This was a fourth victory in the race for Sir Henry who would so sadly lose his life 10 months later but must have dearly treasured this magical afternoon. It was a performance that left race goers walking tall. And so soon after Sea The Stars’ had been so magnificent.

There would be one more victory for Frankel as he ended his 14 race career with victory over Cirrus Des Aigles in the Champion Stakes, ensuring he went to stud unbeaten.

The 2013 renewal had an impossible act to follow but saw a classy renewal in which the Irish Derby winner Trading Leather bid to make all against Eclipse Stakes winner Al Kazeem, Sussex Stakes winner Toronado and Aidan O’Brien’s smart 4 year old Declaration Of War. In the home straight Jim Bolger’s 3 year old still led but was challenged by the multiple Group 1 winner Al Kazeem at the 2 furlong pole. In the meantime Declaration Of War had begun his run to their outside and he went on as Trading Leather battled back next to the rails and Al Kazeem fought on. In a thrilling finish it was Declaration Of War who had enough momentum and kept up his gallop to beat Trading Leather with Al Kazeem a close third. Declaration Of War would later run a mighty race in the Breeders’ Cup Classic, finishing ¼ of a length third to Mucho Macho Man.

Australia comfortably holds The Grey Gatsby to win the 2014 Juddmonte International Stakes at York
Image by Steven Cargill

In 2014 the cream once again rose to the top as the Derby winner Australia put up arguably his finest racecourse performance to comfortably beat the Prix du Jockey Club winner The Grey Gatsby, with the smart older horses Telescope and Mukhadram well beaten.

Australia’s victory was just the fourth 3 year old success since the turn of the century as he joined Derby winners Authorized and Sea The Stars and the outstanding Giant’s Causeway. In fact, Australia was just the sixth 3 year old winner since 1990. That underlines the challenge facing 3 year olds and it invariably takes an exceptional one to win this prestigious prize.

A furlong out in the Juddmonte International Stakes and Arabian Queen still leads
Image reproduced with the kind permission of York Racecourse

A year later and another Derby winner took his chance, but Golden Horn’s unbeaten record came to an end on the Knavesmire. Under a canny ride from future Champion Jockey Silvestre De Sousa and on rain-softened ground, the relatively unconsidered 3 year old filly Arabian Queen held off the late challenge of Golden Horn to cause an upset.

Postponed (rails) and Highland Reel battle in the Juddmonte International Stakes
Image reproduced with the kind permission of York Racecourse

In 2016 the older horses came to the fore, with the outstanding Postponed returning to action after illness. In a vintage renewal, the leading horse on turf beat the recent King George winner Highland Reel in another York thriller.

Ulysses wins the 2017 Juddmonte International from Churchill and Barney Roy
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A year later, saw a fascinating continuation of the rivalry between the three year old colts Churchill and Barney Roy.

The former, trained by Aidan O’Brien, had landed the Qipco 2,000 Guineas (beating Barney Roy) and the Irish 2,000 Guineas, before Barney Roy turned the tables in the St James’s Palace Stakes.

Barney Roy, had then stepped up in trip in the Eclipse Stakes, finishing a close second to the four year old Ulysses.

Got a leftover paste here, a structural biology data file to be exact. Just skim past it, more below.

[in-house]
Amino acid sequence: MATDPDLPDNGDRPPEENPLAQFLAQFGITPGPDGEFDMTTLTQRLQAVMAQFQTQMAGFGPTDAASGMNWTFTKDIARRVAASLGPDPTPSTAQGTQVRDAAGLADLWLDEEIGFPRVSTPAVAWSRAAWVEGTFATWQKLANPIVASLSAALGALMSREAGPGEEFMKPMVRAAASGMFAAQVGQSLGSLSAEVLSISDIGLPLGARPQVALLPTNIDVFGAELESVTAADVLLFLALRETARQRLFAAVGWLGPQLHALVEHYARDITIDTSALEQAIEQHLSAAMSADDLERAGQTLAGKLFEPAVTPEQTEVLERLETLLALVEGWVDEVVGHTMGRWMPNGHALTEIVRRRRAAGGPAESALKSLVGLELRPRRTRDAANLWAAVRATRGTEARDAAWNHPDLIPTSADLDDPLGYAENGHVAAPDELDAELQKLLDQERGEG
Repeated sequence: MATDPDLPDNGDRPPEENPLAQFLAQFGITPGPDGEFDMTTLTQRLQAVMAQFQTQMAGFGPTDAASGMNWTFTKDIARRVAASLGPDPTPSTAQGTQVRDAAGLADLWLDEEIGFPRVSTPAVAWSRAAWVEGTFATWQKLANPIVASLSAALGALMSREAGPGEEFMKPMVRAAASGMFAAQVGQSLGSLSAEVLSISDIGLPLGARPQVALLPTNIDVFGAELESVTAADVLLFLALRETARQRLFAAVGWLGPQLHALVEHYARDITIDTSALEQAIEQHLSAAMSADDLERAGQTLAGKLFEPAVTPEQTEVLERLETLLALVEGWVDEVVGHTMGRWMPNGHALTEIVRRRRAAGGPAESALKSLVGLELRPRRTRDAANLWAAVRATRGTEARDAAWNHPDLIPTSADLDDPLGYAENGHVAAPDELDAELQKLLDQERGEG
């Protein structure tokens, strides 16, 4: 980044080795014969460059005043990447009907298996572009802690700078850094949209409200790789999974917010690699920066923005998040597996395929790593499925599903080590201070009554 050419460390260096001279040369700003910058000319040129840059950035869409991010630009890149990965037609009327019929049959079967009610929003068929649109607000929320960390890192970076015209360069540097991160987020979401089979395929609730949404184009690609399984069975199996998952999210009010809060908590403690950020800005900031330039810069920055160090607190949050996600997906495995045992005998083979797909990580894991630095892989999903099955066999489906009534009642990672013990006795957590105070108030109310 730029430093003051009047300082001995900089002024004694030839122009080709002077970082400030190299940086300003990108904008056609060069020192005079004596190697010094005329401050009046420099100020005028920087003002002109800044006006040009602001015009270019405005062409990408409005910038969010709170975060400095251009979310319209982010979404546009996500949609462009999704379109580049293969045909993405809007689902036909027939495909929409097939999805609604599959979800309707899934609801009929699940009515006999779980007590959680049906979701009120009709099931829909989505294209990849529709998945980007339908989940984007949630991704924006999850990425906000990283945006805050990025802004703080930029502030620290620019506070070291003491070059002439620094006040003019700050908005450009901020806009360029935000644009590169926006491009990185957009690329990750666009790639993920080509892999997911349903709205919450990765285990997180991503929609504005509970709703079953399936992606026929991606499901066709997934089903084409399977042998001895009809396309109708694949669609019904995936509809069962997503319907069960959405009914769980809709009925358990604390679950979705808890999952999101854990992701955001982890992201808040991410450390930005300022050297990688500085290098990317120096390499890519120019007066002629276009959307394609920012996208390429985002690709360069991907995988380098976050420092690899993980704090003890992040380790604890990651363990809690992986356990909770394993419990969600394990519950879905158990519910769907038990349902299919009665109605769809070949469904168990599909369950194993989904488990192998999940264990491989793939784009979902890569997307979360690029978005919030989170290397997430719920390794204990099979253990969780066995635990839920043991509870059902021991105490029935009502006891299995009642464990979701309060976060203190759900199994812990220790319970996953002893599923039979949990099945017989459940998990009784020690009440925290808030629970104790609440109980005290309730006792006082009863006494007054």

With a furlong and a half to run at York, the race appeared to lie between the front pair of three year olds.

However, Ulysses and Jim Crowley began a powerful run down the outside to collar the pair in brilliant style, with Churchill just beating Barney Roy for second place.

Ulysses had finished second behind Enable in the King George in his previous race – and would fill the same position with a superb effort in the Prix de l’Arc de Triomphe.

The success of Ulysses, gave his trainer Sir Michael Stoute, the stand alone best record in the Juddmonte International Stakes – it was his sixth victory.

In 2018 the race went to the three year-old Roaring Lion.

The John Gosden trained grey, had taken time to come to hand in the spring, but after running third in the Derby, he embarked on a magnificent summer.

Roaring Lion landed the Coral Eclipse Stakes from his old rival, 2,000 Guineas winner, Saxon Warrior.

The pair clashed again in the Juddmonte International Stakes, but on this day, the Lion roared emphatically, drawing away in the final furlong for a brilliant victory.

The King George winner Poet’s Word stayed on for second, ahead of Thundering Blue and Saxon Warrior.

Roaring Lion would narrowly defeat Saxon Warrior in the Irish Champion Stakes, before adding the QEII Stakes over a mile at Ascot.

The Juddmonte International remains a core component to defining the champion 10 furlong horse each season in Europe. It is a race that has set the bar in excellence and every one of its winners is assured a place at stud but more importantly a slice of history.

Winners of the Juddmonte International Stakes:

Year Winner Age
1972 Roberto 3
1973 Moulton 4
1974 Dahlia 4
1975 Dahlia 5
1976 Wollow 3
1977 Relkino 4
1978 Hawaiian Sound 3
1979 Troy 3
1980 Master Willie 3
1981 Beldale Flutter 3
1982 Assert 3
1983 Caerleon 3
1984 Cormorant Wood 4
1985 Commanche Run 4
1986 Shardari 4
1987 Triptych 5
1988 Shady Heights [a] 4
1989 Ile de Chypre 4
1990 In the Groove 3
1991 Terimon 5
1992 Rodrigo de Triano 3
1993 Ezzoud 4
1994 Ezzoud 5
1995 Halling 4
1996 Halling 5
1997 Singspiel 5
1998 One So Wonderful 4
1999 Royal Anthem 4
2000 Giant’s Causeway 3
2001 Sakhee 4
2002 Nayef 4
2003 Falbrav 5
2004 Sulamani 5
2005 Electrocutionist 4
2006 Notnowcato 4
2007 Authorized 3
2008 Duke of Marmalade [b] 4
2009 Sea the Stars 3
2010 Rip Van Winkle 4
2011 Twice Over 6
2012 Frankel 4
2013 Declaration of War 4
2014 Australia 3
2015 Arabian Queen 3
2016 Postponed 5
2017 Ulysses 4
2018 Roaring Lion 3